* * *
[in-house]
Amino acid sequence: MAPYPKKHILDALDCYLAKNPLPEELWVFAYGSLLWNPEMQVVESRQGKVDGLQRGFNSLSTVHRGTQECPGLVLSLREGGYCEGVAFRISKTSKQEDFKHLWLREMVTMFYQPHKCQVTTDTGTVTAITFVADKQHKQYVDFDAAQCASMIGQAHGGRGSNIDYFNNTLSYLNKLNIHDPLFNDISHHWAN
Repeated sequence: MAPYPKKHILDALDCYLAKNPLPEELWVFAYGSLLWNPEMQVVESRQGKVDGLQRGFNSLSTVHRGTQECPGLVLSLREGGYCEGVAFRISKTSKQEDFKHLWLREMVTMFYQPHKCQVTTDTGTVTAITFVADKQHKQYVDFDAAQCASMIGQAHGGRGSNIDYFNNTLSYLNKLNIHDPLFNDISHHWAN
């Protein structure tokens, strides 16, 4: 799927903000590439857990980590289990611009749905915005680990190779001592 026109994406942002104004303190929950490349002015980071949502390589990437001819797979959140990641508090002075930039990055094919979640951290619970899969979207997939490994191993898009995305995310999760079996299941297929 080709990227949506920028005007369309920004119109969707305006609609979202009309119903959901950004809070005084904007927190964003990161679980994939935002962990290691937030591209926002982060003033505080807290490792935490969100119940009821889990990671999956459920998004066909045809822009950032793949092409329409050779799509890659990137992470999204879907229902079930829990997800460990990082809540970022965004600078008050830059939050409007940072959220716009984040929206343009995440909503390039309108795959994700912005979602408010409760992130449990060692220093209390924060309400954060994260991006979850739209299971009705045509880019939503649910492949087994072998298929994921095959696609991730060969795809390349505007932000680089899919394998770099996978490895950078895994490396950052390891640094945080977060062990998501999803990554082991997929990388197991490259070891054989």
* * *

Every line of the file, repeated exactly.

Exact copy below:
[in-house]
Amino acid sequence: MAPYPKKHILDALDCYLAKNPLPEELWVFAYGSLLWNPEMQVVESRQGKVDGLQRGFNSLSTVHRGTQECPGLVLSLREGGYCEGVAFRISKTSKQEDFKHLWLREMVTMFYQPHKCQVTTDTGTVTAITFVADKQHKQYVDFDAAQCASMIGQAHGGRGSNIDYFNNTLSYLNKLNIHDPLFNDISHHWAN
Repeated sequence: MAPYPKKHILDALDCYLAKNPLPEELWVFAYGSLLWNPEMQVVESRQGKVDGLQRGFNSLSTVHRGTQECPGLVLSLREGGYCEGVAFRISKTSKQEDFKHLWLREMVTMFYQPHKCQVTTDTGTVTAITFVADKQHKQYVDFDAAQCASMIGQAHGGRGSNIDYFNNTLSYLNKLNIHDPLFNDISHHWAN
């Protein structure tokens, strides 16, 4: 799927903000590439857990980590289990611009749905915005680990190779001592 026109994406942002104004303190929950490349002015980071949502390589990437001819797979959140990641508090002075930039990055094919979640951290619970899969979207997939490994191993898009995305995310999760079996299941297929 080709990227949506920028005007369309920004119109969707305006609609979202009309119903959901950004809070005084904007927190964003990161679980994939935002962990290691937030591209926002982060003033505080807290490792935490969100119940009821889990990671999956459920998004066909045809822009950032793949092409329409050779799509890659990137992470999204879907229902079930829990997800460990990082809540970022965004600078008050830059939050409007940072959220716009984040929206343009995440909503390039309108795959994700912005979602408010409760992130449990060692220093209390924060309400954060994260991006979850739209299971009705045509880019939503649910492949087994072998298929994921095959696609991730060969795809390349505007932000680089899919394998770099996978490895950078895994490396950052390891640094945080977060062990998501999803990554082991997929990388197991490259070891054989």